Archive for May 28, 2014

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group3

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28 May 2014

I shook hands all around.  “Dennis,” said Shakes, “you  didn’t shake with Shaggy, hahaha.”

“She knows I love her,”

“Here’s a cushion for you,”  said Jacques.

Shakes said, “You know, I’m staying at the Shep now. They served a big breakfast today, eggs, sausages and home fries.  They had the big sausages,” making a circle with his thumb and forefinger, “like that. I put one in my pocket for Shaggy. First I asked Wolf if it would be alright. He said, ‘Okay,’ then I gave a piece to her. She’s been looking at my pocket ever since.”

Jacques asked, “Shakes, have you talked to your worker about getting a new place?”

Shakes shook his head (yes).

“What did she say?” asked Jacques.

“I find out on Friday. That’s when she’s going to tell me. I hope I can get a place soon.”

Jacques said, “You know it’s almost a year since I’ve been in my castle. It’s not really a castle, it’s a bachelor, but to me it’s my castle. June first, that’s the day I moved in last year. I love it there.”

I said, “It’s nice that you have a balcony.”

“Yes, I love my balcony.”

“Do you have room to make your rice and raisin wine there?”

“I have the room, but my doctor says I’m not to drink so much. So, I drink until I run out of money, then I go the rest of the month without. He said to me, ‘If you drank more expensive liquor, you’d drink even less.’ I said, ‘Yes, but I like it my way.’

Wolf asked Shakes, “Are you going for a pack of smokes?”

Shakes nodded (yes). “Can you do a count for me?” He hauled a handful of change out of the inside pocket of his leather jacket and put it in a pile on the sidewalk. “How much do I have there?”

Wolf counted, he said, “You got five eighty-five. How much do you need? What’s your price?”

“Seven seventy-five.”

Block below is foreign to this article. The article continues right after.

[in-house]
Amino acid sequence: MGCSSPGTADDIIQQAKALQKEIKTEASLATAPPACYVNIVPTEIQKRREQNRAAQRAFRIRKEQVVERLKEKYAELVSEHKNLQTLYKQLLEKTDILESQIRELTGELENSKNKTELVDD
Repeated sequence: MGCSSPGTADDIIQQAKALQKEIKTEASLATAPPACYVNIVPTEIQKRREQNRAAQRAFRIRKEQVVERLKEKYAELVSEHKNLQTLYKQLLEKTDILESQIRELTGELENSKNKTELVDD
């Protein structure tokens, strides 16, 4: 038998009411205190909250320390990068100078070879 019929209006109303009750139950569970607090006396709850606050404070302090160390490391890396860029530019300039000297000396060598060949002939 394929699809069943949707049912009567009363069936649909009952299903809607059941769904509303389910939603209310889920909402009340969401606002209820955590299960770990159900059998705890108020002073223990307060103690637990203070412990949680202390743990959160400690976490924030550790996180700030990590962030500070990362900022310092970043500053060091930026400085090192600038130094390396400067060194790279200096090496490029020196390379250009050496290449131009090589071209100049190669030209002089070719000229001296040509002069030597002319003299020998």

Wolf said, “Here’s two, you got ten cents more than you need. Now, are you going for smokes?”

Shakes said, “I’m going. I just need a cigarette first.” To a man walking past he asked,  ‘”Excuse me, can I buy a cigarette from you? Ma’am, can I buy a cigarette?”

Wolf said, “I don’t want to rush you, but fuck off already. I’m waiting for a smoke.”

“Hey soldier, can I buy a cigarette?”

Wolf said, “I guess since you’re the one going, I shouldn’t be trying to hurry you. I’m just, what is it they say? — busting your balls.”

Two men from the Innercity Mission stopped by. One was driving a refrigerated vehicle, powered by a bicycle.  “Would anyone like a sandwich, a bottle of water? How about you, Shakes. Is there anything you’d like?”

“A sandwich please, but not egg. I like scrambled eggs, but not hard boiled or sunny-side-up. I can’t eat those. I don’t know why.”

I said, “Maybe it’s the mayo you don’t like.”

“No, give me a can of ham and some mayo — Jake’ll tell you — I’ll go through that like nothing flat.”

“Wolf,” the man asked, “anything for you?”

“Water, please, and one for Shaggy.”

Shakes said, “I’ll take one for Shaggy too. Do you have socks? We’ll all take a pair of socks. Shaggy needs two pair.”

Jacques said, “When I had my dog, Star, women would get mad at me if I called her a bitch.  They’d say, ‘ That’s no way to talk to your dog.’ Id say, ‘But, she is a bitch, that’s what female dogs are called. I didn’t make it up.’ “